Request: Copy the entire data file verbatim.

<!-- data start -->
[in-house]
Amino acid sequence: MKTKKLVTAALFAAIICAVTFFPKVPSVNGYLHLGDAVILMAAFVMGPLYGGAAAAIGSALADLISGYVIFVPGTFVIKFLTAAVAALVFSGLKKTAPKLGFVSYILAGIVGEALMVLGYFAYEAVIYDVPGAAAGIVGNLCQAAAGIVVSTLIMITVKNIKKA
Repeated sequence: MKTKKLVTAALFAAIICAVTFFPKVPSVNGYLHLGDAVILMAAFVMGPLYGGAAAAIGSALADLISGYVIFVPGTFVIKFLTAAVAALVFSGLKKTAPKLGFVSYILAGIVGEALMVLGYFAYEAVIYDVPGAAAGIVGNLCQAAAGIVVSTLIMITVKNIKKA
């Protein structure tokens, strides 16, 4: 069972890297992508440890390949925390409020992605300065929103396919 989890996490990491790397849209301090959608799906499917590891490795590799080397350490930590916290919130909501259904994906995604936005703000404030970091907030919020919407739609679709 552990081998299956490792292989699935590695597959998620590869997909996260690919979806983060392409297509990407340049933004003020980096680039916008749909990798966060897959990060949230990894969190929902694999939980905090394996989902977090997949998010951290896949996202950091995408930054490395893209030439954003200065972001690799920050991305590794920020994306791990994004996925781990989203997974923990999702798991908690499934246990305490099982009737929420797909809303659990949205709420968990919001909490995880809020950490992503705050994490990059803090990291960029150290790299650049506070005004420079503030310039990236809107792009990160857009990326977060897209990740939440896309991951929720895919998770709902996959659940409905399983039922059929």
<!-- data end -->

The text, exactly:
[in-house]
Amino acid sequence: MKTKKLVTAALFAAIICAVTFFPKVPSVNGYLHLGDAVILMAAFVMGPLYGGAAAAIGSALADLISGYVIFVPGTFVIKFLTAAVAALVFSGLKKTAPKLGFVSYILAGIVGEALMVLGYFAYEAVIYDVPGAAAGIVGNLCQAAAGIVVSTLIMITVKNIKKA
Repeated sequence: MKTKKLVTAALFAAIICAVTFFPKVPSVNGYLHLGDAVILMAAFVMGPLYGGAAAAIGSALADLISGYVIFVPGTFVIKFLTAAVAALVFSGLKKTAPKLGFVSYILAGIVGEALMVLGYFAYEAVIYDVPGAAAGIVGNLCQAAAGIVVSTLIMITVKNIKKA
């Protein structure tokens, strides 16, 4: 069972890297992508440890390949925390409020992605300065929103396919 989890996490990491790397849209301090959608799906499917590891490795590799080397350490930590916290919130909501259904994906995604936005703000404030970091907030919020919407739609679709 552990081998299956490792292989699935590695597959998620590869997909996260690919979806983060392409297509990407340049933004003020980096680039916008749909990798966060897959990060949230990894969190929902694999939980905090394996989902977090997949998010951290896949996202950091995408930054490395893209030439954003200065972001690799920050991305590794920020994306791990994004996925781990989203997974923990999702798991908690499934246990305490099982009737929420797909809303659990949205709420968990919001909490995880809020950490992503705050994490990059803090990291960029150290790299650049506070005004420079503030310039990236809107792009990160857009990326977060897209990740939440896309991951929720895919998770709902996959659940409905399983039922059929």